Hammond BoJoAnother week, another seven days that leaves us little wiser as to what happens next. With each passing day it becomes ever clearer that the UK government fundamentally misunderstands the position it has placed itself in as regards exiting the European Union.

This misunderstanding is such that, as of today, there would appear to be only two possibilities open to the UK.

The first is to leave the EU in March 2019 without an agreement as to its future relationship with the EU and, therefore, obliged to conduct trade with the EU within the framework of the World Trade Organisation (WTO) rules.

The second possibility is to accept a free trade agreement modelled on the agreement the EU has recently signed with Canada. That agreement basically covers trade in goods, resulting in a reduction in tariffs of some 98%, and mutual recognition in regulated professions such as architects, accountants and engineers, and easier transfers of company staff and other professionals between the EU and Canada.

However, it has little to say about services, such as financial and legal services. As such services constitute a significant portion of the UK’s trade with the EU the “Canadian model” is of limited value, certainly as compared to the access the UK enjoys today to European markets through membership of the internal (single) market and the customs union.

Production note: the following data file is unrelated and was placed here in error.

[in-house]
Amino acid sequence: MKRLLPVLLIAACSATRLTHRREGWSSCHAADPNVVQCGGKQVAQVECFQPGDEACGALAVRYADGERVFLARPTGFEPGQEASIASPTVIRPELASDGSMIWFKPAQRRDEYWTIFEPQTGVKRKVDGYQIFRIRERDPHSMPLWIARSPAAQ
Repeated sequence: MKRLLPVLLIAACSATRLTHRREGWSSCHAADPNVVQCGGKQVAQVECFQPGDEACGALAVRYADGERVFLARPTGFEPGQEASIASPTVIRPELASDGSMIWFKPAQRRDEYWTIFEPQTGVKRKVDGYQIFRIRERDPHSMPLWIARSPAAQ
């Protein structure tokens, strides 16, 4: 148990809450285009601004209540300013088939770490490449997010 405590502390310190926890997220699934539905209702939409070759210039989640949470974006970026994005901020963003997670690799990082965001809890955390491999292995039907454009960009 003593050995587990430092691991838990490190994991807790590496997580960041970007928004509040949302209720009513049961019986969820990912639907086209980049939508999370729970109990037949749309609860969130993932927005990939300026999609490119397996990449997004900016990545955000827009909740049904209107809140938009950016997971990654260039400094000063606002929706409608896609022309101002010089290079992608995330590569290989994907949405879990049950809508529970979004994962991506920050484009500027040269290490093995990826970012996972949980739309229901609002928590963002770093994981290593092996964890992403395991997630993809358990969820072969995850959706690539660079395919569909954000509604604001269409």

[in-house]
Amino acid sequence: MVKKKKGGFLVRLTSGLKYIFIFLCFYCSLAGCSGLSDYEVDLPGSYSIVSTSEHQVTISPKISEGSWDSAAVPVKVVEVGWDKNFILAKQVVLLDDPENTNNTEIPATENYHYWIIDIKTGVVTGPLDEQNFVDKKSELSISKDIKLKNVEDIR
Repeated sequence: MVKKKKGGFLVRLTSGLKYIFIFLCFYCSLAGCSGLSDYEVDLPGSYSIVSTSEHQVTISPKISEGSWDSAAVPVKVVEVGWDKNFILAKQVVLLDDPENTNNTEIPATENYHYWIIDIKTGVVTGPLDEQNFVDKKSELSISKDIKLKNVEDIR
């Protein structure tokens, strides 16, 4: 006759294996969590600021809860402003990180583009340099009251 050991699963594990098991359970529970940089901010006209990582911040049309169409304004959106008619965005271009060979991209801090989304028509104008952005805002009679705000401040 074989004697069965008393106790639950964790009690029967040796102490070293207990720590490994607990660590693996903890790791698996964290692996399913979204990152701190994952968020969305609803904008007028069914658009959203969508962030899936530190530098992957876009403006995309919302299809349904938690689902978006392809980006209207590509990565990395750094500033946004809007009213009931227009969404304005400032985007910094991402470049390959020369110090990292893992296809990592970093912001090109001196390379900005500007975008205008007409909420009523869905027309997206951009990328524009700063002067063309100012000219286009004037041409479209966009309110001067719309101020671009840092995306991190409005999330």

It is the UK government that has put itself in this position with its decision that Brexit had to mean not only leaving the EU’s political structures but also meant leaving the internal market, the customs union and common commercial policy and putting itself outside the jurisdiction of the Court of Justice of the European Union (CJEU). It didn’t have to be that way but the UK’s prime minister, Theresa May, decided that such an ultra-interpretation of the Brexit referendum vote was the best way to manage the internal politics of the Conservative Party.

As has become clear since, this choice may well have resulted from a complete ignorance of the way the European Union is constituted and how it actually works. Those UK cabinet members actually charged with managing the UK’s exit from the European Union have very little actual experience of dealing with the EU. David Davis, the UK’s chief Brexit negotiator, spent 20 years on the back benches in parliament before being appoint Brexit Secretary in June 2016.

Such was Davis’s lack of understanding of the EU when appointed that one of his first announcements was that he planned a trip to Berlin to negotiate a trade deal with Germany, seemingly unaware that individual EU member states cannot negotiate trade deals with non-EU member states. The EU does that on behalf of all its members.